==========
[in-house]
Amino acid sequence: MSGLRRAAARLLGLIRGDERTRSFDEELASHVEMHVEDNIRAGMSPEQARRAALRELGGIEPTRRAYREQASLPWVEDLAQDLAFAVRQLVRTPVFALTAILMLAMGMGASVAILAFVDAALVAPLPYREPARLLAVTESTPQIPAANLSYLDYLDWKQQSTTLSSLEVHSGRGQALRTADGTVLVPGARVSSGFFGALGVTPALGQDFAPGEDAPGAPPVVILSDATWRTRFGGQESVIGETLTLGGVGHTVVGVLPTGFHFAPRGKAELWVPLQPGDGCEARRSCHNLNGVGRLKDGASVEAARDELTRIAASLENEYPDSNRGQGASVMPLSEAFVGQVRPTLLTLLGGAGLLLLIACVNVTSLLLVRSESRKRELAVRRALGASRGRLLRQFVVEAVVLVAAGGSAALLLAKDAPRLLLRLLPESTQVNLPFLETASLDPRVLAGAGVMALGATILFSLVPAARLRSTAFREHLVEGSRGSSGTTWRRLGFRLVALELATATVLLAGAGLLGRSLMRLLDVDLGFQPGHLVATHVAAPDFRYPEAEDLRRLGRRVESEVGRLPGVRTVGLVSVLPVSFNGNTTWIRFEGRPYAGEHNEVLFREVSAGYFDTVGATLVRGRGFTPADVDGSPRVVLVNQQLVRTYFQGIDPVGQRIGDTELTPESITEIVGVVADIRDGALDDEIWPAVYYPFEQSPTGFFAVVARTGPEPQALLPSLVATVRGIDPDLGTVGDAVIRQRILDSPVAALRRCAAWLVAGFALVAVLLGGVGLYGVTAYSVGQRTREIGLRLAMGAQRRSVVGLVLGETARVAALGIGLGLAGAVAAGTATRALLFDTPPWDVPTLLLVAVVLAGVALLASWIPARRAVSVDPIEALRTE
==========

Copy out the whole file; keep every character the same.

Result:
[in-house]
Amino acid sequence: MSGLRRAAARLLGLIRGDERTRSFDEELASHVEMHVEDNIRAGMSPEQARRAALRELGGIEPTRRAYREQASLPWVEDLAQDLAFAVRQLVRTPVFALTAILMLAMGMGASVAILAFVDAALVAPLPYREPARLLAVTESTPQIPAANLSYLDYLDWKQQSTTLSSLEVHSGRGQALRTADGTVLVPGARVSSGFFGALGVTPALGQDFAPGEDAPGAPPVVILSDATWRTRFGGQESVIGETLTLGGVGHTVVGVLPTGFHFAPRGKAELWVPLQPGDGCEARRSCHNLNGVGRLKDGASVEAARDELTRIAASLENEYPDSNRGQGASVMPLSEAFVGQVRPTLLTLLGGAGLLLLIACVNVTSLLLVRSESRKRELAVRRALGASRGRLLRQFVVEAVVLVAAGGSAALLLAKDAPRLLLRLLPESTQVNLPFLETASLDPRVLAGAGVMALGATILFSLVPAARLRSTAFREHLVEGSRGSSGTTWRRLGFRLVALELATATVLLAGAGLLGRSLMRLLDVDLGFQPGHLVATHVAAPDFRYPEAEDLRRLGRRVESEVGRLPGVRTVGLVSVLPVSFNGNTTWIRFEGRPYAGEHNEVLFREVSAGYFDTVGATLVRGRGFTPADVDGSPRVVLVNQQLVRTYFQGIDPVGQRIGDTELTPESITEIVGVVADIRDGALDDEIWPAVYYPFEQSPTGFFAVVARTGPEPQALLPSLVATVRGIDPDLGTVGDAVIRQRILDSPVAALRRCAAWLVAGFALVAVLLGGVGLYGVTAYSVGQRTREIGLRLAMGAQRRSVVGLVLGETARVAALGIGLGLAGAVAAGTATRALLFDTPPWDVPTLLLVAVVLAGVALLASWIPARRAVSVDPIEALRTE